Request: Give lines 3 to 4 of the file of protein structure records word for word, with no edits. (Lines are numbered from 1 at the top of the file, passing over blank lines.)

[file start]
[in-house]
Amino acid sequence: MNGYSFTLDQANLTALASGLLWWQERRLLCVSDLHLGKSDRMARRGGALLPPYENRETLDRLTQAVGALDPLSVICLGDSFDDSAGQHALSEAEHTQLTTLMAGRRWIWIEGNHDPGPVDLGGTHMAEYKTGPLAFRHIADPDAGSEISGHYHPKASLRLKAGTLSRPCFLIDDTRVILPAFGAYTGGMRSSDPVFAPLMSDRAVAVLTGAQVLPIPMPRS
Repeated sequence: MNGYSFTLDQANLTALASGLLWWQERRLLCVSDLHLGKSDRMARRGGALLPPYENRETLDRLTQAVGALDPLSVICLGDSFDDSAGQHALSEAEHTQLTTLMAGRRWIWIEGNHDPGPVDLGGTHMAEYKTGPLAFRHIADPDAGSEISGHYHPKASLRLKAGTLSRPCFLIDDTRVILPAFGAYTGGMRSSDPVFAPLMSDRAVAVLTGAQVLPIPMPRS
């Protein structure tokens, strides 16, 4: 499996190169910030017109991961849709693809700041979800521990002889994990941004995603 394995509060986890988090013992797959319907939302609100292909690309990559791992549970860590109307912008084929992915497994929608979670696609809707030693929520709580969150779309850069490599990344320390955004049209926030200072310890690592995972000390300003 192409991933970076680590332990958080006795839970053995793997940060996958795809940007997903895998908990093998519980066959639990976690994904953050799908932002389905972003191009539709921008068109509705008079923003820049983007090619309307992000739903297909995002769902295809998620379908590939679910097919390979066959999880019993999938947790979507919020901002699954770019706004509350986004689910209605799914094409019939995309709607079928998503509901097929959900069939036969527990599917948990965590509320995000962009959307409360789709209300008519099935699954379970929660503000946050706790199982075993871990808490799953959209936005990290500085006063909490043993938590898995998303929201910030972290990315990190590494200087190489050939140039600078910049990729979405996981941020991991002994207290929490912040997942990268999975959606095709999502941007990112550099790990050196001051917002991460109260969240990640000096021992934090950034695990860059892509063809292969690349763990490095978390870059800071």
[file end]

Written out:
Repeated sequence: MNGYSFTLDQANLTALASGLLWWQERRLLCVSDLHLGKSDRMARRGGALLPPYENRETLDRLTQAVGALDPLSVICLGDSFDDSAGQHALSEAEHTQLTTLMAGRRWIWIEGNHDPGPVDLGGTHMAEYKTGPLAFRHIADPDAGSEISGHYHPKASLRLKAGTLSRPCFLIDDTRVILPAFGAYTGGMRSSDPVFAPLMSDRAVAVLTGAQVLPIPMPRS
């Protein structure tokens, strides 16, 4: 499996190169910030017109991961849709693809700041979800521990002889994990941004995603 394995509060986890988090013992797959319907939302609100292909690309990559791992549970860590109307912008084929992915497994929608979670696609809707030693929520709580969150779309850069490599990344320390955004049209926030200072310890690592995972000390300003 192409991933970076680590332990958080006795839970053995793997940060996958795809940007997903895998908990093998519980066959639990976690994904953050799908932002389905972003191009539709921008068109509705008079923003820049983007090619309307992000739903297909995002769902295809998620379908590939679910097919390979066959999880019993999938947790979507919020901002699954770019706004509350986004689910209605799914094409019939995309709607079928998503509901097929959900069939036969527990599917948990965590509320995000962009959307409360789709209300008519099935699954379970929660503000946050706790199982075993871990808490799953959209936005990290500085006063909490043993938590898995998303929201910030972290990315990190590494200087190489050939140039600078910049990729979405996981941020991991002994207290929490912040997942990268999975959606095709999502941007990112550099790990050196001051917002991460109260969240990640000096021992934090950034695990860059892509063809292969690349763990490095978390870059800071």